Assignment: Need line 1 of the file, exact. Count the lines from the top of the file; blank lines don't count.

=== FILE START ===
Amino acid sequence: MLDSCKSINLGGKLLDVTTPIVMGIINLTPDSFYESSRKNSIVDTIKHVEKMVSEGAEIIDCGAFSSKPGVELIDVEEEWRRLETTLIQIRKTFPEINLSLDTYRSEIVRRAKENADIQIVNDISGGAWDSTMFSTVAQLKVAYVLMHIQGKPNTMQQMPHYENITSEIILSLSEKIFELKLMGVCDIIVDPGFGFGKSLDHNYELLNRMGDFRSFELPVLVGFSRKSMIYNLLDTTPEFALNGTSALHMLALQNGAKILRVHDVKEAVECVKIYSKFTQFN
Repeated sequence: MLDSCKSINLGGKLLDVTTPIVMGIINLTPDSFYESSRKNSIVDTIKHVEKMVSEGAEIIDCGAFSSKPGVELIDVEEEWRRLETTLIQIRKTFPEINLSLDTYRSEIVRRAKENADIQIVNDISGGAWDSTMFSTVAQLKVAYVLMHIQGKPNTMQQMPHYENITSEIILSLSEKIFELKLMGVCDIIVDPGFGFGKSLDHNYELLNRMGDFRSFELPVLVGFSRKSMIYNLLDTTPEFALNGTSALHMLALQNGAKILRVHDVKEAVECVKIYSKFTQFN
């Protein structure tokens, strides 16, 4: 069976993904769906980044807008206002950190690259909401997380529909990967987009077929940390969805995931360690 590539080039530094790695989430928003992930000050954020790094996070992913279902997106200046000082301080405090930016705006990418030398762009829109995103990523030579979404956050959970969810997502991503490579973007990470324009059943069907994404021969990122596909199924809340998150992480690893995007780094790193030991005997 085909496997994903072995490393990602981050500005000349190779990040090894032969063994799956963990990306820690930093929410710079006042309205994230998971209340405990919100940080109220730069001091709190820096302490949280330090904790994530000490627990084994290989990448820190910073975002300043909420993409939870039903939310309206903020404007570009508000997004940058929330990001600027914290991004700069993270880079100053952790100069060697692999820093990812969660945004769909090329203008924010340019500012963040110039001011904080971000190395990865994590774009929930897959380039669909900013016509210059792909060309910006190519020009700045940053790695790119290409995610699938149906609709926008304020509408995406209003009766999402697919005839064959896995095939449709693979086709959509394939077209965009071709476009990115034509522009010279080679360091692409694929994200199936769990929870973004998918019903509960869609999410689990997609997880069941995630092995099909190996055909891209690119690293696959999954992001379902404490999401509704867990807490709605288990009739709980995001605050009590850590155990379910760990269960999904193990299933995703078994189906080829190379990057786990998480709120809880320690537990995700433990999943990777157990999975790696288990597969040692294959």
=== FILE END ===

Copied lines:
Amino acid sequence: MLDSCKSINLGGKLLDVTTPIVMGIINLTPDSFYESSRKNSIVDTIKHVEKMVSEGAEIIDCGAFSSKPGVELIDVEEEWRRLETTLIQIRKTFPEINLSLDTYRSEIVRRAKENADIQIVNDISGGAWDSTMFSTVAQLKVAYVLMHIQGKPNTMQQMPHYENITSEIILSLSEKIFELKLMGVCDIIVDPGFGFGKSLDHNYELLNRMGDFRSFELPVLVGFSRKSMIYNLLDTTPEFALNGTSALHMLALQNGAKILRVHDVKEAVECVKIYSKFTQFN